The Afghan Whigs – Up In It (Sub Pop album, 1990)

The Afghan Whigs 'Up In It' artwork

sub pop | sp60b | 1990

Released on the seminal Seattle-based Sub Pop in 1990, this was the first Afghan Whigs album proper – the future Blast First band’s ‘real’ first, Big Top Halloween, was released in a limited edition of 2000 in 1988, and three tracks from that debut are included here. Sub Pop’s quest to sign the Whigs caused not inconsiderable consternation among the likes of Mudhoney, arguably Sub Pop’s second most famous band, prompting their leader Mark Arm to start shopping the band around majors. His action was understandable given that Sub Pop were struggling to pay Mudhoney’s royalties, yet they were throwing money at the Whigs to get them to sign – a classic indie faux pas and one that Sub Pop certainly made more than once. In the end, the Whigs signed with Pavitt and Poneman, while Mudhoney defected to Reprise, just after Nirvana – Sub Pop’s most famous band – had signed with Geffen on Sonic Youth‘s advice.

With the exception of the three tracks from Big Top Halloween and the album’s final track, Up In It was produced by Jack Endino, unintentionally Sub Pop’s ‘in house’ producer in much the same way as Steve Albini / Butch Vig at Touch & Go, Martin Hannett with Factory or even Flood / Gareth Jones / Paul ‘PK’ Kendall at Mute, only considerably more prolific – Endino recorded 75 singles, EPs and albums for Sub Pop between 1987 and 1989. Among these was Nirvana’s debut Bleach, but there is little point of reference between Up In It‘s broad-brush rock appeal and Bleach‘s raw tone. Endino pulls off a sequence of recordings that is simultaneously highly polished and frighteningly urgent. It’s generations removed from their later work, and light years away from vocalist, guitarist and perfect front man Greg Dulli‘s later band, The Twilight Singers. The Whigs here comprised John Curley (bass), Rick McCollum (guitar), Greg Dulli (guitar, vocals) and Steve Earle (drums).

Up In It kicks off with the frenetic ‘Retarded’, which is perhaps the closest this album gets to the grunge sound that Sub Pop and Endino were famed for. Discordant guitars – similar to a Thurston Moore / Lee Ranaldo jam – and gritty vocals ensure that the album steps out on the right foot. Wah-wah guitar (and some additional guitar work that sounds dubiously like ‘Eye Of The Tiger’) ushers in ‘White Trash Party’, a swirling hurricane of howled vocals, grinding guitars and urgent cymbal-playing. ‘Hated’ on the other hand is an emotional melodic song that prove the Whigs were capable of producing sentimental music even at this early stage, even if the dueling guitars and turgid bass owe more at this stage to metal than soul.

‘Southpaw’ has an excellent groove and very muscular drumming, approximately a heavy dirge that manages to blend ‘Sympathy For The Devil’, Pixies and even the shrill vocal of Axl Rose, to surprisingly good effect. At under two minutes, ‘Amphetamines And Coffee’ sees the band tearing into a metal-influenced riff with some fretwork that J. Mascis would appreciate and stop-start drumming that would be captivating to watch. ‘Hey Cuz’ has a really clever sound, with Blixa Bargeld-esque spindly guitar cycles and a snare-dominated backbone, all of which breaks down into a very free and unstructured jam during which Dulli frantically crams words and vocal sounds into seemingly the smallest of spaces. With a great, melodic bass line and descending guitar melody (and tightly-controlled feedback), ‘You My Flower’ is another impassioned, powerfully-sensual rock song, finding Greg offering a tender vocal on the verses before growling his way through the chorus. Appropriately, ‘Son Of The South’ is a heavy blues number, which Jon Spencer would presumably be very proud of, and is certainly one of the best songs here; Endino pushes the bass section right up, and Dulli delivers an arch vocal on the verses over little more than the bass and drums before the howling guitars force themselves back in. ‘I Know Your Little Secret’ is nothing short of an emotive masterstroke, where rage is replaced with bitter melancholy.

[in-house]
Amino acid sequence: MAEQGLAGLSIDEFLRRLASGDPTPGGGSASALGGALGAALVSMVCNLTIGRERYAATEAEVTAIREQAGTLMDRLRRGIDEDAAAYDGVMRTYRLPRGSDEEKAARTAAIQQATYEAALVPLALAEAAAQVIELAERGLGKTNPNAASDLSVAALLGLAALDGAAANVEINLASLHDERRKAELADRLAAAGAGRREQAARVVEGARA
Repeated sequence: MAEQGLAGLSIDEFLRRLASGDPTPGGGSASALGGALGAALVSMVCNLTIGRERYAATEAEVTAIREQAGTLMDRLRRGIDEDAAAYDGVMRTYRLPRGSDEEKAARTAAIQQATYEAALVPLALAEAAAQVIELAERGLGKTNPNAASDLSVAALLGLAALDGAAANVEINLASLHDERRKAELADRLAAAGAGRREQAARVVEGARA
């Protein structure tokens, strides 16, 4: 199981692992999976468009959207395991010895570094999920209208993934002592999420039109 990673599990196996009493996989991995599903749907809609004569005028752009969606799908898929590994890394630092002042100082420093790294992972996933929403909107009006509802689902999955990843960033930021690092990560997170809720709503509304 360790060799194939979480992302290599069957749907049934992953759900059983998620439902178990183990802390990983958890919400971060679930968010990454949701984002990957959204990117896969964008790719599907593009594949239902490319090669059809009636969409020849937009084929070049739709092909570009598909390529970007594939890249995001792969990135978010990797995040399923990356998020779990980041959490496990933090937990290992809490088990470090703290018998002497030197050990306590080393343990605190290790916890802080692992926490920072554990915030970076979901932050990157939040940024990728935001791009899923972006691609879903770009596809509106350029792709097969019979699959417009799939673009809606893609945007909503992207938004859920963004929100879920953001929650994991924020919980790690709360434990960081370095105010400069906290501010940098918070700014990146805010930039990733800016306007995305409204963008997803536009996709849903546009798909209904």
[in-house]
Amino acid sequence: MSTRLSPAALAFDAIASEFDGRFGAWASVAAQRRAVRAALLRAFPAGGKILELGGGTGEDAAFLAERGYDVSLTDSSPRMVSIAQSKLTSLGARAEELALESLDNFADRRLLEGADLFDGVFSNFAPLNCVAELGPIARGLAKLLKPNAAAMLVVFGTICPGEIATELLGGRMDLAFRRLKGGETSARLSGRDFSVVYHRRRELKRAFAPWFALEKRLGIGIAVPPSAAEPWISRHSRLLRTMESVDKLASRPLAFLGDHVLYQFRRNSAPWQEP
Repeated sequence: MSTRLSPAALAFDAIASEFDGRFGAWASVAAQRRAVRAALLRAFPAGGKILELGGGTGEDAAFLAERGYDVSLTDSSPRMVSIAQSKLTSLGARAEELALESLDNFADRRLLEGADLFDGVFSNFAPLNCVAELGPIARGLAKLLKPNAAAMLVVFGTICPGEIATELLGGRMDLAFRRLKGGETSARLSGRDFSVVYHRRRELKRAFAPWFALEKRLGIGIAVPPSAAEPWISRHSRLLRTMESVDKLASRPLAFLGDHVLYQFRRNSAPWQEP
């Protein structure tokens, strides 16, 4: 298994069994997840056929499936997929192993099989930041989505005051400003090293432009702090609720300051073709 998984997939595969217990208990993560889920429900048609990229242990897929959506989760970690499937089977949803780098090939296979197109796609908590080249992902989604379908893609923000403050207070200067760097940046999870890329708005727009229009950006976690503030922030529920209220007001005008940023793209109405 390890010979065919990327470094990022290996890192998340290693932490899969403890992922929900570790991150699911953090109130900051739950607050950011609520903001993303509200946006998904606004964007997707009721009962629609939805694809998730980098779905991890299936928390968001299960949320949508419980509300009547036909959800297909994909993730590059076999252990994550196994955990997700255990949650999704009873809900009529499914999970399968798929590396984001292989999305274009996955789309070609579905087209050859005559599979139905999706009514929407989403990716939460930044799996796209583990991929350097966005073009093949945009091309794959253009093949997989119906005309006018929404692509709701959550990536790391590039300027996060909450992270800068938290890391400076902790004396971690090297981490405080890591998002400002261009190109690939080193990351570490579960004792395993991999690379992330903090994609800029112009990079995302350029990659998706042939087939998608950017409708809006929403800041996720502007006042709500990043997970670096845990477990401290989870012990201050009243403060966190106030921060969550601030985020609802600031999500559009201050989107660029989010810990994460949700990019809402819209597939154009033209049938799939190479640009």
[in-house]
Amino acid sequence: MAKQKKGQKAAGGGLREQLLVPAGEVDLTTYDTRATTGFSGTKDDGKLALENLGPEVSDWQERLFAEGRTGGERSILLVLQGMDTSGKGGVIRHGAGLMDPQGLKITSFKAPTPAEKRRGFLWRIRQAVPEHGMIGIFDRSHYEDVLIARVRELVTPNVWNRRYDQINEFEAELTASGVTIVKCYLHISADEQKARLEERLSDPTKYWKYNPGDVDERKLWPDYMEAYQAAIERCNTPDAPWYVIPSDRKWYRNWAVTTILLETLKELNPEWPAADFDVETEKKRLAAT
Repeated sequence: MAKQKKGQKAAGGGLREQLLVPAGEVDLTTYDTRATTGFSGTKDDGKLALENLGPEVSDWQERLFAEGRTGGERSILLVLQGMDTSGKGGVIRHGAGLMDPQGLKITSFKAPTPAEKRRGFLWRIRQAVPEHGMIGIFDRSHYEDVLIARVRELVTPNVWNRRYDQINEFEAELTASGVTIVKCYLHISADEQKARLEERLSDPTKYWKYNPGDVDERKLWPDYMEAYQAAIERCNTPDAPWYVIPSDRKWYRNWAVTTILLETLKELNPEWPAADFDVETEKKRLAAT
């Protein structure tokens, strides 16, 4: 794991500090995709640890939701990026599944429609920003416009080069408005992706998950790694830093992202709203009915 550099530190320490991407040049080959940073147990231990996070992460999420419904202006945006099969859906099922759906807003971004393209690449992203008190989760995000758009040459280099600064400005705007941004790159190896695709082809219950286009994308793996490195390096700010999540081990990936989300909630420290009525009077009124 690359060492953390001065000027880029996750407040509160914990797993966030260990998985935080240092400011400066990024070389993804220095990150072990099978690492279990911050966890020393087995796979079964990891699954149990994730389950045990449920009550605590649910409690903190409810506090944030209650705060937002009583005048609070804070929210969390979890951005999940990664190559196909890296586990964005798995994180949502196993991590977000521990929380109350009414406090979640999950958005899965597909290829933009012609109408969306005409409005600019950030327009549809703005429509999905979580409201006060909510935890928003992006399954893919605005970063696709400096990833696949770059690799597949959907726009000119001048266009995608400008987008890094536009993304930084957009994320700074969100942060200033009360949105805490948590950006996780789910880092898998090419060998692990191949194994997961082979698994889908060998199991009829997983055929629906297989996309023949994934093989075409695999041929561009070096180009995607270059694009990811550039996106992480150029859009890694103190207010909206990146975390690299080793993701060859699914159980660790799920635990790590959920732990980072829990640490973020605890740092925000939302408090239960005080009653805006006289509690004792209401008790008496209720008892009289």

‘Big Top Halloween’, ‘Sammy’ and ‘In My Town’ are all taken from the Whigs’ self-released debut, and are much rawer cuts, just a shade above demo standard in the production stakes; they do, however prove how honed the band were, even in 1988. The tracks were produced by Wayne Hartman. ‘Big Top Halloween’ is a classic heavy indie track, finding Greg in places providing a genetic link to White Stripes’ Jack White, while the band manage to sound like Dinosaur Jr. and Guns n’ Roses in the same three and a half minutes. Beginning with a melodic, elastic bassline, ‘Sammy’ is a heartfelt, lo-fi track with a killer sing-a-long chorus and lyrics that seem to blend genders at will, also deploying a fine harmonica solo. ‘In My Town’ is a melodic, jangly guitar track not wholly dissimilar to James circa Laid, with a definite folk / country sound. Back to 1989 for closing track ‘I Am The Sticks’ (produced by Paul Mahern), a muscular rocker with some very Rowland S. Howard guitar melodies, over which Dulli supplies a typical tonsil-shredding vocal performance. It’s a mysterious and sonically-adventurous conclusion to a gripping album. Not a dud track here.

First published 2004; re-edited 2015.

(c) 2015 Mat Smith / Documentary Evidence